NEW YORK -- While the fan voting for the 2019 All-Star Game was underway, Braves starter Julio Teheran considered asking his followers on social media to support his childhood friend and fellow Colombian Gio Urshela, who has been a revelation at third base for the Yankees this season. Teheran ultimately decided not to because he wasn’t sure if it was appropriate to campaign for a player on an opposing team.
Still, for Teheran, it was a welcome dilemma: As one of just a handful of established Colombian Major Leaguers, his opportunities to root for a countryman have, until recently, been scarce.
While the Dominican Republic, Venezuela, Puerto Rico, Mexico and Cuba have produced wave after wave of Major League talent, only 24 of the more than 19,000 players who have put on a big league uniform have been born in Colombia. It’s not entirely surprising: Like in much of South America, in Colombia, soccer, rather than baseball, is king.
The first Colombian-born Major Leaguer was second baseman and outfielder Lou Castro, who played for the Philadelphia Athletics in 1902 and was also the first MLB player from Latin America. No other Colombian player set foot in the Majors until shortstop Orlando Ramirez suited up for the California Angels in 1974. But Colombia wasn’t really on the baseball map until the late '90s and early 2000s, when infielders Orlando Cabrera and Edgar Renteria came along.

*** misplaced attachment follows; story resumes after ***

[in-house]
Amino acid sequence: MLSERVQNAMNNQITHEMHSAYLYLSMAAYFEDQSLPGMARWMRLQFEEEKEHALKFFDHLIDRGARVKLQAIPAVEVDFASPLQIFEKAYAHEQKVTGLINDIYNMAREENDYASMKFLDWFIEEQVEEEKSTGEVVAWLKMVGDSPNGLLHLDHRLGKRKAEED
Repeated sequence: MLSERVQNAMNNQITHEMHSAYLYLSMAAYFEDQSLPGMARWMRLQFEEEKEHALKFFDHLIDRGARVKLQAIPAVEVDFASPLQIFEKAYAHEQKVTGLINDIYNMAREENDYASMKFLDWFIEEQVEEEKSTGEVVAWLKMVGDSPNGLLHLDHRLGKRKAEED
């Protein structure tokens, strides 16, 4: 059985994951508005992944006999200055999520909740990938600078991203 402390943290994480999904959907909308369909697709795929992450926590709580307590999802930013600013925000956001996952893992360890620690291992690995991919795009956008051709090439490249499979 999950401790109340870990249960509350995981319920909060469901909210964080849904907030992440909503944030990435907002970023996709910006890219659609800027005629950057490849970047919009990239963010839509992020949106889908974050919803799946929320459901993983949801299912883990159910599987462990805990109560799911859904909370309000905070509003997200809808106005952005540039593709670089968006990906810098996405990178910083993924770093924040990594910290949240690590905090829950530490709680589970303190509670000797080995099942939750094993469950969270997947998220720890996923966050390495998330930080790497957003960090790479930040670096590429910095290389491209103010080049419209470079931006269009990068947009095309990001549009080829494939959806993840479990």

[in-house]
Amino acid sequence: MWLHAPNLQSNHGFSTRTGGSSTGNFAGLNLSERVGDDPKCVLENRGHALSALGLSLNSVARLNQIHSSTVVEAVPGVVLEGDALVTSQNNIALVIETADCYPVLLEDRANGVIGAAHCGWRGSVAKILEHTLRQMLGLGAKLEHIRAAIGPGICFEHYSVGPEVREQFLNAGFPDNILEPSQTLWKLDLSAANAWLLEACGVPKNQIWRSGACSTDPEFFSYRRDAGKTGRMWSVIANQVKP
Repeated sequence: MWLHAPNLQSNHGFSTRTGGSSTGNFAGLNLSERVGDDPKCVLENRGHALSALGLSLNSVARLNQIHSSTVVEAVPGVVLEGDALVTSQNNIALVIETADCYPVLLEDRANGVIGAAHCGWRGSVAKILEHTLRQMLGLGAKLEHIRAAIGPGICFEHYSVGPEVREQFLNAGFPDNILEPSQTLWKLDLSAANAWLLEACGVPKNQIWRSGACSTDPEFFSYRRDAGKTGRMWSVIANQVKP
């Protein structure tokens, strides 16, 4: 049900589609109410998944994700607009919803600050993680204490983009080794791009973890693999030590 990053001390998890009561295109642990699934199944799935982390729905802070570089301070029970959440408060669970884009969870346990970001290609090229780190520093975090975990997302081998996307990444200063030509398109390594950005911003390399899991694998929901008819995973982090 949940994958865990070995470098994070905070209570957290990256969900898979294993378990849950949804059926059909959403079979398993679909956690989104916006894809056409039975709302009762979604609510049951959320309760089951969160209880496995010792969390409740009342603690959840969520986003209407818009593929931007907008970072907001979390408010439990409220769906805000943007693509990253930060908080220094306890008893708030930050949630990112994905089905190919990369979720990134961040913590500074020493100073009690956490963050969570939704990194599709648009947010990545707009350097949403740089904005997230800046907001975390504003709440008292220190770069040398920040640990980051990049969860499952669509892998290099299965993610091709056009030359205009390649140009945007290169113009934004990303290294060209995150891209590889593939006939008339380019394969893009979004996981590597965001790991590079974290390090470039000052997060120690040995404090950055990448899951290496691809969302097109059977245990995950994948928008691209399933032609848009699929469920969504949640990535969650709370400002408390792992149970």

This season, Teheran and Urshela are two of a record 10 Colombian-born players who have seen action in a Major League game. (An 11th, infielder Adrian Sanchez, was born in Venezuela to Colombian parents.) And they all keep tabs on each other’s accomplishments.
“We always know who has been voted, who is standing out,” said Teheran.
Urshela has emerged as one of the faces of that cohort. While he fell short of joining Teheran, Cubs starter José Quintana and Renteria as the fourth Colombian player to be selected for an All-Star Game, his breakout with a playoff-bound New York team after being cut by Cleveland and Toronto has been of the best stories of the 2019 season.
“I really am proud to be part of that small group [of Colombians] that’s playing here in the Majors,” said the 27-year-old Urshela, who has 20 home runs this season, a record for a Colombian-born player. (Cabrera hit 17 for the Montreal Expos in 2003.)